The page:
Design issues and plumbing
An important aspect of the design of the buildings was to ensure that, on what is quite a dense development, tenants would not be looking into each other’s apartments, or into a brick wall. “We started the design process with what furniture would go into each room, and then ensured the rooms were large enough. Our brief to the architect was to design the units around furniture.
EESCO (Elemental Energy) is a company whose core business is commercial heat pumps and hot and cold – water reticulation. It is currently installing an indirect ‘district heating’ system at The Village in Bramley. The biggest heat pump that it has manufactured and installed to date is a 500kw machine, while the current project under review involves a 320kw heat pump.
The complex has been constructed by Tyris Construction, with construction having commenced in January 2018, and Phase 2 having commenced in the beginning of 2019 with a scheduled completion date in May 2020. The first two blocks were handed over in November last year.
Andrew Lowe of EESCO (Elemental Energy), says: “EESCO was brought in to do the hot water system, for the seven blocks of both phases of the entire development. The brief was to design and supply an energy-efficient hot water system to supply 459 flats housing approximately 1 350 people. The design was to include hot water storage, heating system, pressure pumps and ring main feed to each flat, primarily using the municipal water mains.
“Instead of putting in seven heat pumps and seven tanks – one for each block – we decided on a central plant which would distribute the hot water to each block via a ‘primary ring main’. The primary circuit exchanges heat with each block’s ‘secondary circuit’ via our imported ‘Alfa Laval’ double pass plate heat exchangers. The municipal water enters the BPHE (Brazed Plate Heat Exchanger) at a design pressure of four bar and incoming temperature of between 12°C and 20°C and is instantly heated via the very efficient ‘double pass’ unit, to the setpoint which is currently 58°C,” says Lowe.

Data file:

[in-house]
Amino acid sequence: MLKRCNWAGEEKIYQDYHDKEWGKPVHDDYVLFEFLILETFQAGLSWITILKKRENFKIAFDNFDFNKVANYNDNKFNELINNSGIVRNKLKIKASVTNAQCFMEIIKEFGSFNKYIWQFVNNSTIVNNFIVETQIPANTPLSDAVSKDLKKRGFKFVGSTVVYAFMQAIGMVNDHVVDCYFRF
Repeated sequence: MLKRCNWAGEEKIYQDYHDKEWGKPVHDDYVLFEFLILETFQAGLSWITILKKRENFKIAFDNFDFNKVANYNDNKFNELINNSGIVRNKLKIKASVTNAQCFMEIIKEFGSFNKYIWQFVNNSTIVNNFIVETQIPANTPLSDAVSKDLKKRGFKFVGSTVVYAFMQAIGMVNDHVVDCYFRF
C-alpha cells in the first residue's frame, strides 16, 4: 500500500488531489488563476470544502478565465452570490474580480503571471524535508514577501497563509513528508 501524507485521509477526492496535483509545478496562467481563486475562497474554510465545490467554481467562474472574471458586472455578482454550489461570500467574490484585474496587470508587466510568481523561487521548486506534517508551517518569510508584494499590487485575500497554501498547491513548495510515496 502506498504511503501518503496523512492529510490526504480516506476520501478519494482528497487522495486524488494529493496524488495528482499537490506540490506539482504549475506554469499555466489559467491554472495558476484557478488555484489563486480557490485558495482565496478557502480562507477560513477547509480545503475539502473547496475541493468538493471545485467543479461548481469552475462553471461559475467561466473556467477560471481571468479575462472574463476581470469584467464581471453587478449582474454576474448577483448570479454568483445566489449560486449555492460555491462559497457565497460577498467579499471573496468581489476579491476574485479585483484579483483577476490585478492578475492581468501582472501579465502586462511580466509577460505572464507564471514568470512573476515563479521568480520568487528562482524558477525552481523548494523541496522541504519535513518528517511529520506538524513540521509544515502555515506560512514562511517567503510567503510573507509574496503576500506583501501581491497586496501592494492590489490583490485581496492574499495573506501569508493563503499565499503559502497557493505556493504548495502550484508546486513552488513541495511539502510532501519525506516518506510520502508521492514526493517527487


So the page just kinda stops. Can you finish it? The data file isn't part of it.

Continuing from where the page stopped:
The primary heating circuit is a water / glycol mixture which is heated to between 65°C and 70°C by our locally manufactured heat pump via its BPHE condensing component. The primary heating liquid is stored in three 11 000ℓ steel glass flake epoxy-lined low-pressure storage vessels. The design pressure for the primary storage is only two bar making these tanks more economical than the standard four bar rated vessels. These storage vessels are stored on ground level, the heat pump however has been installed inside the roof plant room with a V-coil evaporator installed alongside in the open air where it achieves maximum heat absorption and has a lower noise impact.
“The reason for the ‘double pass’ type of heat exchangers is so that we can get the lowest possible return temperature from the primary loop. The lower the temperature of the water entering our heat pumps ‘condensing’ unit, the more efficient the heat pump is – this is primarily due to the ‘de-superheating’ of the refrigerant when it is condensed in the heat exchanger. We can achieve water outlet temperatures 5°C to 7°C higher than the condensing temperature of the refrigerant which further increases the efficiency of the unit. The central heating plant is a more economical way of providing the entire complex with hot water. The 320kW heat pump is designed to heat 33 000ℓ of water twice a day in seven hours when the ambient temperature is down at 8°C,” says Lowe.
“The advantage of this alternative to a heat pump and tank in each block is that there is only one plant room, which uses less space and requires less maintenance. Then there are the additional benefits of less power supply needed for the entire complex and fewer main electrical cable supplies. Such a system isn’t more commonplace only because the concept isn’t better known in South Africa – this is only the second time we have done this, and as far as I know we are the only company doing this design. The circumstances of the site were ideal for it. We previously did the same concept at the Sierra Hotel in Randburg, which was of a smaller scale.
“The savings are huge, and the bigger a development the greater the savings in electricity consumption. It’s a function of more people, more water, more saving.”
The system brings a number of efficiencies to the development, says Lowe, primarily constant hot water at a considerably lower cost.
A challenge is that the water heating system has to be installed at the same time as construction is taking place.
List of Sub-Contractors: